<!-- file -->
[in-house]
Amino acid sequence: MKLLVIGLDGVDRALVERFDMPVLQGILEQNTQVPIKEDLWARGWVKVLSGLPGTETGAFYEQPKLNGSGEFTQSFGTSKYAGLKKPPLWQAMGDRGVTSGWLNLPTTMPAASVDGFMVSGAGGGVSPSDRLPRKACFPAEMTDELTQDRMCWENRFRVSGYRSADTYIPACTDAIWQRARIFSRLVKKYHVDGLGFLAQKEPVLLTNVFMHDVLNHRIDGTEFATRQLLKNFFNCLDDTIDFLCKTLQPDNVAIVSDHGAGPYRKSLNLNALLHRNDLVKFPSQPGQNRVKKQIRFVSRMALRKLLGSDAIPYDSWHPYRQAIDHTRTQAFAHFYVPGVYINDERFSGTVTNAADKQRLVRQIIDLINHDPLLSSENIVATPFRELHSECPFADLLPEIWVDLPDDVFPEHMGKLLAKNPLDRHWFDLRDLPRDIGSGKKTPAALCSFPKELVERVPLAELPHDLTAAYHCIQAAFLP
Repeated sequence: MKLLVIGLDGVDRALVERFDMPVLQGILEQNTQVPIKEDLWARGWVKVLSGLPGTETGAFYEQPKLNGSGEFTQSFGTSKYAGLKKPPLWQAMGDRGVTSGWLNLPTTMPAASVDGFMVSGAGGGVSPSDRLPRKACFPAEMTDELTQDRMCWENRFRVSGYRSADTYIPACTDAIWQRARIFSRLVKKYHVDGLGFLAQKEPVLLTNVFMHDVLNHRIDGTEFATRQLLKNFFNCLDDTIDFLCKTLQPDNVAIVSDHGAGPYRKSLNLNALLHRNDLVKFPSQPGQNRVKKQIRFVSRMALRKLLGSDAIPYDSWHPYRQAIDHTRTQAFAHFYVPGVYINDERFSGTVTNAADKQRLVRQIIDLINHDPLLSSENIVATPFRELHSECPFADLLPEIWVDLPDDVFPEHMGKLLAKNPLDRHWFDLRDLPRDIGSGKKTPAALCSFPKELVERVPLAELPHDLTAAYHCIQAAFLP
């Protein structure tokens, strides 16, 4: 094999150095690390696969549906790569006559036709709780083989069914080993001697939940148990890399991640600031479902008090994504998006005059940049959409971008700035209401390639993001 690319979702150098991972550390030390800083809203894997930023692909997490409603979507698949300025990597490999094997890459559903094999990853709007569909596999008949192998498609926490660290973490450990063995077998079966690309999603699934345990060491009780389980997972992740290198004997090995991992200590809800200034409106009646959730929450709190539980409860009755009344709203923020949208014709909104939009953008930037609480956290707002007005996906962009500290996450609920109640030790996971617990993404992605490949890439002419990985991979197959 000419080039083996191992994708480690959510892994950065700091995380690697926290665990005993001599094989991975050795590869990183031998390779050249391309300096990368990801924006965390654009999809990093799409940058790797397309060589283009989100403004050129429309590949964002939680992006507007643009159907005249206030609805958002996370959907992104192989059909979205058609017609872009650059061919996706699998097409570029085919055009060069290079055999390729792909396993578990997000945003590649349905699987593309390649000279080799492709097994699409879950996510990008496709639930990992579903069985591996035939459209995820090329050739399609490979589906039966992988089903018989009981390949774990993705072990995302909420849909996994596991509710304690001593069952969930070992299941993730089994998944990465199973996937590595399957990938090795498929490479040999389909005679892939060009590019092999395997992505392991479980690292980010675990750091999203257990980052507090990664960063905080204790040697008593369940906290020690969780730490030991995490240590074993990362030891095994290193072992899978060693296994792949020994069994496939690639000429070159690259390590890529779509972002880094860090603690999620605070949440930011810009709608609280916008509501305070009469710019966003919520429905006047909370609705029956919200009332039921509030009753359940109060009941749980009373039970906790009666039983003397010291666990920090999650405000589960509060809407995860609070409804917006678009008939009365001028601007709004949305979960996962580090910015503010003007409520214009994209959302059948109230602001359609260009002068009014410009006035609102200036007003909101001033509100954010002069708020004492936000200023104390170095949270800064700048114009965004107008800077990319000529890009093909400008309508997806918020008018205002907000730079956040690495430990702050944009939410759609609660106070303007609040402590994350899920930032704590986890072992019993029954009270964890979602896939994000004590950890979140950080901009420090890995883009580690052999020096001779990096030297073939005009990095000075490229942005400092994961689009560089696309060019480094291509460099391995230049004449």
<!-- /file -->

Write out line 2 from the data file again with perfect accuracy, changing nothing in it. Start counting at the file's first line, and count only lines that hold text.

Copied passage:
Amino acid sequence: MKLLVIGLDGVDRALVERFDMPVLQGILEQNTQVPIKEDLWARGWVKVLSGLPGTETGAFYEQPKLNGSGEFTQSFGTSKYAGLKKPPLWQAMGDRGVTSGWLNLPTTMPAASVDGFMVSGAGGGVSPSDRLPRKACFPAEMTDELTQDRMCWENRFRVSGYRSADTYIPACTDAIWQRARIFSRLVKKYHVDGLGFLAQKEPVLLTNVFMHDVLNHRIDGTEFATRQLLKNFFNCLDDTIDFLCKTLQPDNVAIVSDHGAGPYRKSLNLNALLHRNDLVKFPSQPGQNRVKKQIRFVSRMALRKLLGSDAIPYDSWHPYRQAIDHTRTQAFAHFYVPGVYINDERFSGTVTNAADKQRLVRQIIDLINHDPLLSSENIVATPFRELHSECPFADLLPEIWVDLPDDVFPEHMGKLLAKNPLDRHWFDLRDLPRDIGSGKKTPAALCSFPKELVERVPLAELPHDLTAAYHCIQAAFLP